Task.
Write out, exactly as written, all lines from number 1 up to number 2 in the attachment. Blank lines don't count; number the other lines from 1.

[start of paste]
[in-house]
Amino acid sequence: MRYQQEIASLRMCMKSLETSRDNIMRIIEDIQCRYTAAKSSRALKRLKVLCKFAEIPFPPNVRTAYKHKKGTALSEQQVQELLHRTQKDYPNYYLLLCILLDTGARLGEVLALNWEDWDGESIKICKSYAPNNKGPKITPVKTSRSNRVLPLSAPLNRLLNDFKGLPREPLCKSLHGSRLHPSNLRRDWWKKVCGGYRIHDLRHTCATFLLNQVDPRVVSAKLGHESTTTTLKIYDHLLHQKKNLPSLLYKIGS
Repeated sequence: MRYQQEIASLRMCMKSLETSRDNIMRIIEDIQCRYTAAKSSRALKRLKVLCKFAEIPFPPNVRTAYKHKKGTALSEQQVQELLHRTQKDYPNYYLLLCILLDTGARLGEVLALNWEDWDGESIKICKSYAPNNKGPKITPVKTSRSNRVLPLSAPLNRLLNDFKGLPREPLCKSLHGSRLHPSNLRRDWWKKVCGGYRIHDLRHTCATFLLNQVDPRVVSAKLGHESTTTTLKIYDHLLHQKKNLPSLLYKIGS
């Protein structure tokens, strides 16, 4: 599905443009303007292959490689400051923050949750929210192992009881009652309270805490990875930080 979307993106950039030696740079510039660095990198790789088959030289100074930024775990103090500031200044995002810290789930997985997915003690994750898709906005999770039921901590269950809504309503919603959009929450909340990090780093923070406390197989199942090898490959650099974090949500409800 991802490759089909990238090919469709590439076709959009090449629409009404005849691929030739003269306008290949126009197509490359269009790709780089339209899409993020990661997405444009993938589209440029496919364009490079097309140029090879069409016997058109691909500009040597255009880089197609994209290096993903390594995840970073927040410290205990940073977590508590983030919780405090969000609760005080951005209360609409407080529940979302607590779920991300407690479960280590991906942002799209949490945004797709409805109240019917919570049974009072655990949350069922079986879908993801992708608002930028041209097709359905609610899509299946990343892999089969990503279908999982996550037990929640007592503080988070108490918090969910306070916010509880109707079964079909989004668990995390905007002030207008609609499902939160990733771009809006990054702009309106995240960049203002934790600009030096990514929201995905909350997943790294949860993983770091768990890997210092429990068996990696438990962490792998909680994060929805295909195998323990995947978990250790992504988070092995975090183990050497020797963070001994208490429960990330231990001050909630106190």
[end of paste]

[in-house]
Amino acid sequence: MRYQQEIASLRMCMKSLETSRDNIMRIIEDIQCRYTAAKSSRALKRLKVLCKFAEIPFPPNVRTAYKHKKGTALSEQQVQELLHRTQKDYPNYYLLLCILLDTGARLGEVLALNWEDWDGESIKICKSYAPNNKGPKITPVKTSRSNRVLPLSAPLNRLLNDFKGLPREPLCKSLHGSRLHPSNLRRDWWKKVCGGYRIHDLRHTCATFLLNQVDPRVVSAKLGHESTTTTLKIYDHLLHQKKNLPSLLYKIGS